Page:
In D. radicum-infested plants, there is another potential source contributing to the formation of sulfides and methanethiol. It was found that the midgut of D. radicum larvae contains a wide range of (symbiotic) bacteria which are essential to digest the tough root tissue that the larvae feed on (Lukwinski et al. 2006). The bacterial gut community included several Serratia species, some of which emit DMDS, DMTS and methanethiol when grown on artificial medium (Lukwinski et al. 2006; Kai et al. 2010). The slower evolving emissions of methanethiol in D. radicum-infested B. nigra and B. juncea—which did not occur in artificially damaged plants of these species—may therefore come from the growing population of gut bacteria in the digested root materials. However, the immediate emission of methanethiol after artificial damage in B. rapa, B. oleracea and B. carinata suggests that exposure to gut bacteria is not an absolute requisite for the production of these volatiles. Further research is needed to determine the relative roles of plant enzymes such as TMT and bacterial gut communities in the formation of these volatile compounds.
Here we show that real-time PTR-MS analysis is a powerful tool for the analysis of sulfur-containing VOCs emitted from plants infested with cryptically feeding root herbivores. In all cases, undamaged plants could be clearly distinguished from damaged plants on the basis of one or two marker VOCs. The type of sulfur-containing VOC emitted is species specific and independent of sinigrin being present in the roots. Before PTR-MS can be implemented for detecting root fly-infested Brassica plants or vegetables, further tests are required to investigate which compound can serve as a marker for each species or variety. Artificial damage experiments can be used to identify the most prominent marker for each species, though it must be considered that, at later time points, additional VOCs may be produced under larval infestation.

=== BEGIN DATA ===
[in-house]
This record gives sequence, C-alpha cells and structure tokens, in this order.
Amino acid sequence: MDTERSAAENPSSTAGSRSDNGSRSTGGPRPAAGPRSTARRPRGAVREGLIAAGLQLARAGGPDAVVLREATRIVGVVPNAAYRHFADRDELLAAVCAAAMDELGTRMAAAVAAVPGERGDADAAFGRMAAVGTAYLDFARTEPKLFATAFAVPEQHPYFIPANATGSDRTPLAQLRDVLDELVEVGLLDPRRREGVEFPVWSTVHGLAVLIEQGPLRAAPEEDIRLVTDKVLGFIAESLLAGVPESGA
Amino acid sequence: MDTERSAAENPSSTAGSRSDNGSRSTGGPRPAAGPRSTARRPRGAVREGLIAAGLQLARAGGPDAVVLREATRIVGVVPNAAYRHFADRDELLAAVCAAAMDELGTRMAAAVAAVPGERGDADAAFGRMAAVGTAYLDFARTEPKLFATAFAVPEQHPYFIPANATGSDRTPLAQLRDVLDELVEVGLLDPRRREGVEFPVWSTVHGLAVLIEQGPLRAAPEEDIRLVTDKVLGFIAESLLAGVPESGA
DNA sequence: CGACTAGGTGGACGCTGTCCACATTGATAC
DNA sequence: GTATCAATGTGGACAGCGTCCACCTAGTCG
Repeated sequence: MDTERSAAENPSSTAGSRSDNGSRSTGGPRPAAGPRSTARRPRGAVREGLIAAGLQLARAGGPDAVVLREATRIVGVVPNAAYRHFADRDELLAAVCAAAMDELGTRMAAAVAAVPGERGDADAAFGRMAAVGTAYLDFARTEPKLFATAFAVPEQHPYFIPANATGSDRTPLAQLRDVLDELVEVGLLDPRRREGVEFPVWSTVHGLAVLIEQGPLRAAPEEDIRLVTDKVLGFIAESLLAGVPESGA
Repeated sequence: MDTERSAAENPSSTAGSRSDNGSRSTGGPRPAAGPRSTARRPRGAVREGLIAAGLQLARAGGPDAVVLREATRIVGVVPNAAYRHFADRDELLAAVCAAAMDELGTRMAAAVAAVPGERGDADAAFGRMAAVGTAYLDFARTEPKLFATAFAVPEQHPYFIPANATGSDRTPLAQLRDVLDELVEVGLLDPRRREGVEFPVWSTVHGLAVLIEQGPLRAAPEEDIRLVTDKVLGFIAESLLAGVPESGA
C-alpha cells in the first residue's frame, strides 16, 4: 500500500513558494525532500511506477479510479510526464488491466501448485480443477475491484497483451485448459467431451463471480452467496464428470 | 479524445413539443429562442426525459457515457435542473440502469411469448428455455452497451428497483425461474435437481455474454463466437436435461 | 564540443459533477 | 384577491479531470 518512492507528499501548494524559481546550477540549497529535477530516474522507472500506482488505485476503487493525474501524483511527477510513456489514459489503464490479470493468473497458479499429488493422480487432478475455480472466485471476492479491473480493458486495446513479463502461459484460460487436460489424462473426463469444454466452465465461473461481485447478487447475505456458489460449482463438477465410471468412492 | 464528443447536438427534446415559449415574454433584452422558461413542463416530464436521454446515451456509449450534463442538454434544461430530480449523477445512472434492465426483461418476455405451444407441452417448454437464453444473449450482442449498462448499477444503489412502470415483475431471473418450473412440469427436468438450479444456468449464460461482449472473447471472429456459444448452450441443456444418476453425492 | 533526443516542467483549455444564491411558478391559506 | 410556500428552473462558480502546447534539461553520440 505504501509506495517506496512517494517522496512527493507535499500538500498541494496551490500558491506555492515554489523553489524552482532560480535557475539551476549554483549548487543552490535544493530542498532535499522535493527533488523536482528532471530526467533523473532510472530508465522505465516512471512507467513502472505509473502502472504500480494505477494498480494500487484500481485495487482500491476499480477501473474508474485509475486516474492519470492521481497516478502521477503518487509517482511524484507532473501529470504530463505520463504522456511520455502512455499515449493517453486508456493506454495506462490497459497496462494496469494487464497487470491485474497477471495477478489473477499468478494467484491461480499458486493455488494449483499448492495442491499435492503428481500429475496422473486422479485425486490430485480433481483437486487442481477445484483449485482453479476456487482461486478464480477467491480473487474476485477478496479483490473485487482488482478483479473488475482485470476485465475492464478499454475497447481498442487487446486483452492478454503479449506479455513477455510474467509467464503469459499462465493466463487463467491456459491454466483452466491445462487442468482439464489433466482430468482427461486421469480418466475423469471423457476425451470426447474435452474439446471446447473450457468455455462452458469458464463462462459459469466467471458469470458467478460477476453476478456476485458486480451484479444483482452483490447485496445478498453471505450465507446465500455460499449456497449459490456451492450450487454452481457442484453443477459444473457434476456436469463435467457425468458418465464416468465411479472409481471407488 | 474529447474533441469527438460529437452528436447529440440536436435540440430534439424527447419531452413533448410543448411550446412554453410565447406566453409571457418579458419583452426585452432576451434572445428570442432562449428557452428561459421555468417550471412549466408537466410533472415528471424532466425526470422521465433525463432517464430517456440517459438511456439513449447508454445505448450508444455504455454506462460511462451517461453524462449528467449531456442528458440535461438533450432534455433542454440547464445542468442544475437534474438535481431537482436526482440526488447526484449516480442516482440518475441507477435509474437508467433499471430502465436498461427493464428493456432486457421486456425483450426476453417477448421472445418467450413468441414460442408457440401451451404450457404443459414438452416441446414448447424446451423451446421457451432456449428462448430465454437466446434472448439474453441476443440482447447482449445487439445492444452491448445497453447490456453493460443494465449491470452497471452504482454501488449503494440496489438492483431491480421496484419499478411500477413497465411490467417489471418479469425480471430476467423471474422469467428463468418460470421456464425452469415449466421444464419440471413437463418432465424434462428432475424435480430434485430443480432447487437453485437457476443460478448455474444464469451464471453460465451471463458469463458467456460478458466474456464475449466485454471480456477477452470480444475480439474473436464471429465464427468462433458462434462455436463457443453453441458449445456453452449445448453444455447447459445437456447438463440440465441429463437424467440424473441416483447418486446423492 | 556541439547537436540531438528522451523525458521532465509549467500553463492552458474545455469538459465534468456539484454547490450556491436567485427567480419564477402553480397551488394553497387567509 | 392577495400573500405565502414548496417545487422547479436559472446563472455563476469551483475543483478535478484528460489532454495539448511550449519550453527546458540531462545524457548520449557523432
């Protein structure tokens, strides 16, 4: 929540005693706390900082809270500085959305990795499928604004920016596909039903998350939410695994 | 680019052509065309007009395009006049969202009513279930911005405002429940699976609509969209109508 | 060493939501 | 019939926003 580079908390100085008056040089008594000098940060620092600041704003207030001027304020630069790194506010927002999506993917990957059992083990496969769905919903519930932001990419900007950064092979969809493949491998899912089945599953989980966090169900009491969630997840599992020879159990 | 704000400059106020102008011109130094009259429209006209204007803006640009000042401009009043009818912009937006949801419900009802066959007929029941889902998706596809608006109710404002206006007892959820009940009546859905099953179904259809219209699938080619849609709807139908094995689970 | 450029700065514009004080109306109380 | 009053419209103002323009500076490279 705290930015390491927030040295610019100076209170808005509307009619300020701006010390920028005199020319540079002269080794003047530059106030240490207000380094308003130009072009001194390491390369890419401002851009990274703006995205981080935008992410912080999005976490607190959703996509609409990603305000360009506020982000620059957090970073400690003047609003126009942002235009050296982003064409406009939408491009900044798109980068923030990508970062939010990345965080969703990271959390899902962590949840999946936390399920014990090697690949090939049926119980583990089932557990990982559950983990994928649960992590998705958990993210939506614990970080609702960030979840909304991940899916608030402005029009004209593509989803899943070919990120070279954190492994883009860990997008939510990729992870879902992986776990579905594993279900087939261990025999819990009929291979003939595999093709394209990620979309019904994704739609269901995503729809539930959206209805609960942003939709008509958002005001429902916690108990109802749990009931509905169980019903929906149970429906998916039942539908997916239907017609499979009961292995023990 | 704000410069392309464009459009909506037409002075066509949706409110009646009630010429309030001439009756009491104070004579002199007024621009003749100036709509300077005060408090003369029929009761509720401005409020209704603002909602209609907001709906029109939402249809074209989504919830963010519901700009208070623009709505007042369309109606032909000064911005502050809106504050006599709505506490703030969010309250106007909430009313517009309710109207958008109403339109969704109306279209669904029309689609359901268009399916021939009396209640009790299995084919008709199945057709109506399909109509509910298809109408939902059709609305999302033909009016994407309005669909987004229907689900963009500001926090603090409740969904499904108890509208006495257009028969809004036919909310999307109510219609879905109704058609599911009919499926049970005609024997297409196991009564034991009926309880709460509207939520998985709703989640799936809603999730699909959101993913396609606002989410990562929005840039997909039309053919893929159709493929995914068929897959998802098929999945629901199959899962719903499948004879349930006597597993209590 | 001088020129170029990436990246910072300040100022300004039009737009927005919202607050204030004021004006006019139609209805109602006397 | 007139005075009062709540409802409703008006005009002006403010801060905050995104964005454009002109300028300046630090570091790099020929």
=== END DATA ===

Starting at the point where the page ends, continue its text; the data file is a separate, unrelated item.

Our results show that within the genus Brassica, the combination of various enzymes and compounds is a versatile platform for the launch of defence operations such as the generation of toxic and noxious sulfur-containing VOCs (Rausch and Wachter 2005). To understand the mechanisms leading to the formation of the various sulfur-containing VOCs in different species better, the role of enzymes involved in the catabolism of glucosinolate breakdown products will need to be studied in more detail. The outcome will improve our understanding of the formation of off-flavours in brassicaceous vegetables. To better understand the role of sulfur-containing VOCs in attracting natural enemies and predators, the relative roles of sulfides versus ITC must be addressed. Both sulfides and ITC can be perceived by parasitoids and predators, and are used by these biocontrol agents to locate the most suitable herbivorous hosts (Reddy et al. 2002; Ferry et al. 2007; Soler et al. 2007). Interestingly, our results also show that VOC emission patterns of ITC and sulfides are very dynamic in time and differ considerably between plant species. It will be vital to assess how and when natural enemies deal with this variation in time to find their preferred hosts in different host plant species.
This work was supported by base funding (N.M.v.D.) by the Institute of Water and Wetland Research (IWWR) and the Institute of Molecules and Materials (D.S., F.H. and S.C.) at Radboud University Nijmegen, The Netherlands.
N.M.v.D.: conceptual design of the experiments, HPLC and statistical analyses of glucosinolates, data interpretation and lead author; D.S.: PTR-MS analyses and data processing, glucosinolate extraction, design Fig. 1, co-author; F.J.M.H.: supervision of PTR-MS analyses, co-author; and S.M.C.: direct supervision of PTR-MS analyses, graphic representation of PTR-MS data, corresponding author.
We thank Cor Sikkens and Peter Claus for technical assistance on the PTR-MS and Holger Danner for the schematic drawing of the root cuvette. Thom van Duinhoven is thanked for helping rearing plants and larvae. Rieta Gols (Entomology, Wageningen University, The Netherlands), Guusje Bonnema (Plant Breeding, Wageningen University, The Netherlands) and Michiel de Vries (Joordens Seeds, The Netherlands) generously provided seeds.